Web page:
David Hofmann is Area Chair and Professor of Organizational Behavior at the University of North Carolina at Chapel Hill’s Kenan-Flagler Business School. His research - focused on leadership, organizational climate, multi-level theory/methods, safety and human error - has appeared in Academy of Management Journal, Academy of Management Review, Journal of Applied Psychology, Journal of Management, Organizational Behavior and Human Decision Processes, and Personnel Psychology and other outlets. He teaches courses in organizational behavior and leadership and was formerly the Associate Dean for the full-time MBA program.
David’s research on leadership, safety and human error in organizations led to a corporate partnership with Behavioral Science Technologies where he helped develop a cultural assessment tool that has now been completed by over 200,000 employees in 1,000 companies (including all NASA employees after the Columbia accident). In 2006, he was awarded the American Psychological Association’s Decade of Behavior Research Award. The APA honored the practical application of his research investigating leadership issues in high-risk industries, and he presented his findings at a Congressional briefing. Dr. Hofmann also received the Yoder-Heneman Research award from the Society of Human Resource Management and has been a Fulbright Senior Scholar. Currently, he is a member of the National Research Council / National Academy of Science’s committee investigating the BP Deepwater Horizon accident.
He earned his PhD in industrial and organizational psychology from Pennsylvania State University, a master's degree in industrial and organizational psychology from the University of Central Florida and a bachelor's degree in business administration from Furman University.
Prof. Dr. Michael Frese received his Diploma and Doctorate from the Free University of Berlin and Technical University Berlin respectively and holds a joint appointment at National University of Singapore, Business School and Leuphana University of Lueneburg (Germany). Before that, he held a chair for work and organizational psychology at University of Giessen and also taught at London Business School.
Prof. Frese’s research spans a wide range of basic and applied topics within organizational behavior and work psychology. Most important are his longitudinal studies on psychological effects of unemployment, impact of stress at work, predictors of personal initiative, as well as psychological success factors of entrepreneurs. He is also known for his cross-national research on innovation. His field studies on errors, error management, error management culture also have received wide attention. In addition he is studying training - most importantly the concept of error management training, leadership training and psychological training for increasing entrepreneurial success and personal initiative. Most recently, he has done studies on cultural factors in organization and across nations, research that looks at psychological success factors in entrepreneurs in developing countries (Africa, Latin America, and Asia) and in Europe.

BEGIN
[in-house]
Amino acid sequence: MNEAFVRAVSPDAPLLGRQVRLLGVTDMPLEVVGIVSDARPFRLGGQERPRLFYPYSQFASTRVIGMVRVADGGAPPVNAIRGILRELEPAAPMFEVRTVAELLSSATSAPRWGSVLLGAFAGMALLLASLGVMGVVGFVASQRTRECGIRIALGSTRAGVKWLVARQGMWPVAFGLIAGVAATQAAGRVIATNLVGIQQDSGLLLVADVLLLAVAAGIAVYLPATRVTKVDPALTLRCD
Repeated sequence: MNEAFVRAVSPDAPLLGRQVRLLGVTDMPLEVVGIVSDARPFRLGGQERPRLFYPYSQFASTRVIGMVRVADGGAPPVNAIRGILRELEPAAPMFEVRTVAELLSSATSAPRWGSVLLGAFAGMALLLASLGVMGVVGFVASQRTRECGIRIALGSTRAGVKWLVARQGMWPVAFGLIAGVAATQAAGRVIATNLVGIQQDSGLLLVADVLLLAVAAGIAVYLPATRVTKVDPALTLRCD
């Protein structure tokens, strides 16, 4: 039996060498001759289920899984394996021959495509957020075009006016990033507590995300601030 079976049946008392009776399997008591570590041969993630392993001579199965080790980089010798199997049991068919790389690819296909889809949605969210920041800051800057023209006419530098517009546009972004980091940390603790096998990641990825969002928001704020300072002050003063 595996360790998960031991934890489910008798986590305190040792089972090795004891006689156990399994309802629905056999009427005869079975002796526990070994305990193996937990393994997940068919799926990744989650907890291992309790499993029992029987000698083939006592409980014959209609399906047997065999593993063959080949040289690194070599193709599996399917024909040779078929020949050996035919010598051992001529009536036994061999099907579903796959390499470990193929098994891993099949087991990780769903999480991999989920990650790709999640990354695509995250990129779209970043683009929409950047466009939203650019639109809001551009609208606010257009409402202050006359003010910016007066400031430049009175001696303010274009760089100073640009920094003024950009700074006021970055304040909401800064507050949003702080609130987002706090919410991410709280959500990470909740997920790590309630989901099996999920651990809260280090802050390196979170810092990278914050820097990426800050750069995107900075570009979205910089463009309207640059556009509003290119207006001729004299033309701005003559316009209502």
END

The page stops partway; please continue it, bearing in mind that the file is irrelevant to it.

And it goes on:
Frese has authored more than 250 articles and was editor/author of more than 20 books and special issues. He was elected Fellow of the Society for Industrial and Organizational Psychology (Division 14 of the American Psychological Association). He is Germany’s most frequently cited work and organizational psychologist and business and management scientist and one of the most frequently cited Europeans. He has presented more than 25 invited keynote addresses.
Prof. Frese now serves as field editor for Journal of Business Venturing. He was President of the International Association of Applied Psychology, editor of the journal APPLIED PSYCHOLOGY: An International Review, Co-Editor of Psychologische Rundschau, editorial board member of various book series (Entrepreneurship Series in Germany, SIOP Frontiers book series, Organization and Management Series (Routledge)) and member of several boards of journals. He also serves as consultant and lecturer to the management of many companies (among others banks, technology firms, automobile, utilities, telecommunication, and computer industry, with more than 200 talks given and consulting jobs done).